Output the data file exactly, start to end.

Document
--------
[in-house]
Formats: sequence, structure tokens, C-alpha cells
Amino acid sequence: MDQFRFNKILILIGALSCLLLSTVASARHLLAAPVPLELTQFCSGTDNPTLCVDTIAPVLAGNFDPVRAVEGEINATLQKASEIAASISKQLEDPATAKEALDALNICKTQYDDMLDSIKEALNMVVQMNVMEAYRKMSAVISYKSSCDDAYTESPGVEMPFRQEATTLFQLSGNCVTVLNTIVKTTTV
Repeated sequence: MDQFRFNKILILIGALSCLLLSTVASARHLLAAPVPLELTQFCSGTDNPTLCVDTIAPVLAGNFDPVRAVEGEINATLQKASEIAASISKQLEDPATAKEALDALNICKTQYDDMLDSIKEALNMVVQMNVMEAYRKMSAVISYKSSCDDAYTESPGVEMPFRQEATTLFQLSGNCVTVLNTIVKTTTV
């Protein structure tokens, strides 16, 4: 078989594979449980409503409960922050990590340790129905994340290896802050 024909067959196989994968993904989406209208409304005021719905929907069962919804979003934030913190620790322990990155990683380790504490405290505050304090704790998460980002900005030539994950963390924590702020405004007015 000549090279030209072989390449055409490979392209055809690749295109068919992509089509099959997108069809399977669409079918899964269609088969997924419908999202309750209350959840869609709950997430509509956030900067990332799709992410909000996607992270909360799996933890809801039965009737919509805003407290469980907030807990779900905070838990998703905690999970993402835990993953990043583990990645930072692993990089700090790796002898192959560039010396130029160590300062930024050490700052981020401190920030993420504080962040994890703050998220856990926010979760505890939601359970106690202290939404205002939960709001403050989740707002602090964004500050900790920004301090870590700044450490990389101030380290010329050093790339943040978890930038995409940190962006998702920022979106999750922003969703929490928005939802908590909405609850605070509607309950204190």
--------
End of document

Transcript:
[in-house]
Formats: sequence, structure tokens, C-alpha cells
Amino acid sequence: MDQFRFNKILILIGALSCLLLSTVASARHLLAAPVPLELTQFCSGTDNPTLCVDTIAPVLAGNFDPVRAVEGEINATLQKASEIAASISKQLEDPATAKEALDALNICKTQYDDMLDSIKEALNMVVQMNVMEAYRKMSAVISYKSSCDDAYTESPGVEMPFRQEATTLFQLSGNCVTVLNTIVKTTTV
Repeated sequence: MDQFRFNKILILIGALSCLLLSTVASARHLLAAPVPLELTQFCSGTDNPTLCVDTIAPVLAGNFDPVRAVEGEINATLQKASEIAASISKQLEDPATAKEALDALNICKTQYDDMLDSIKEALNMVVQMNVMEAYRKMSAVISYKSSCDDAYTESPGVEMPFRQEATTLFQLSGNCVTVLNTIVKTTTV
């Protein structure tokens, strides 16, 4: 078989594979449980409503409960922050990590340790129905994340290896802050 024909067959196989994968993904989406209208409304005021719905929907069962919804979003934030913190620790322990990155990683380790504490405290505050304090704790998460980002900005030539994950963390924590702020405004007015 000549090279030209072989390449055409490979392209055809690749295109068919992509089509099959997108069809399977669409079918899964269609088969997924419908999202309750209350959840869609709950997430509509956030900067990332799709992410909000996607992270909360799996933890809801039965009737919509805003407290469980907030807990779900905070838990998703905690999970993402835990993953990043583990990645930072692993990089700090790796002898192959560039010396130029160590300062930024050490700052981020401190920030993420504080962040994890703050998220856990926010979760505890939601359970106690202290939404205002939960709001403050989740707002602090964004500050900790920004301090870590700044450490990389101030380290010329050093790339943040978890930038995409940190962006998702920022979106999750922003969703929490928005939802908590909405609850605070509607309950204190």